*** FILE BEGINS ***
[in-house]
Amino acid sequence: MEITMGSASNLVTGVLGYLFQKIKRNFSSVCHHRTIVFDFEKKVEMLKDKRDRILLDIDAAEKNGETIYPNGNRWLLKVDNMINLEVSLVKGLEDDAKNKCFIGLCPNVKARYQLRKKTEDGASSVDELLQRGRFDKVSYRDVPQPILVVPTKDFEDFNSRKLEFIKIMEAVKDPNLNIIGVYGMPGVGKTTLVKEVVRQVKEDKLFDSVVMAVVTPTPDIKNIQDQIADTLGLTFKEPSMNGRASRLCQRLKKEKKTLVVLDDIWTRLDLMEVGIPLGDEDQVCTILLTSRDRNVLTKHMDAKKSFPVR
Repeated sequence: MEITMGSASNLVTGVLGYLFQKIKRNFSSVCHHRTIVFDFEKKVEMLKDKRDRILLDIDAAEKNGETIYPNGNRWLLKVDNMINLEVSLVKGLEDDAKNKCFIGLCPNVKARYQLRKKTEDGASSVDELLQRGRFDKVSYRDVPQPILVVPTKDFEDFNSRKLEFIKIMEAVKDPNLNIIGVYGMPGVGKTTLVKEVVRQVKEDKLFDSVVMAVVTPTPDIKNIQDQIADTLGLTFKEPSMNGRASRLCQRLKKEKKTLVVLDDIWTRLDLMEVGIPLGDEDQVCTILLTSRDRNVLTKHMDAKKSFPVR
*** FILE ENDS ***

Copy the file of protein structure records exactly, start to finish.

[in-house]
Amino acid sequence: MEITMGSASNLVTGVLGYLFQKIKRNFSSVCHHRTIVFDFEKKVEMLKDKRDRILLDIDAAEKNGETIYPNGNRWLLKVDNMINLEVSLVKGLEDDAKNKCFIGLCPNVKARYQLRKKTEDGASSVDELLQRGRFDKVSYRDVPQPILVVPTKDFEDFNSRKLEFIKIMEAVKDPNLNIIGVYGMPGVGKTTLVKEVVRQVKEDKLFDSVVMAVVTPTPDIKNIQDQIADTLGLTFKEPSMNGRASRLCQRLKKEKKTLVVLDDIWTRLDLMEVGIPLGDEDQVCTILLTSRDRNVLTKHMDAKKSFPVR
Repeated sequence: MEITMGSASNLVTGVLGYLFQKIKRNFSSVCHHRTIVFDFEKKVEMLKDKRDRILLDIDAAEKNGETIYPNGNRWLLKVDNMINLEVSLVKGLEDDAKNKCFIGLCPNVKARYQLRKKTEDGASSVDELLQRGRFDKVSYRDVPQPILVVPTKDFEDFNSRKLEFIKIMEAVKDPNLNIIGVYGMPGVGKTTLVKEVVRQVKEDKLFDSVVMAVVTPTPDIKNIQDQIADTLGLTFKEPSMNGRASRLCQRLKKEKKTLVVLDDIWTRLDLMEVGIPLGDEDQVCTILLTSRDRNVLTKHMDAKKSFPVR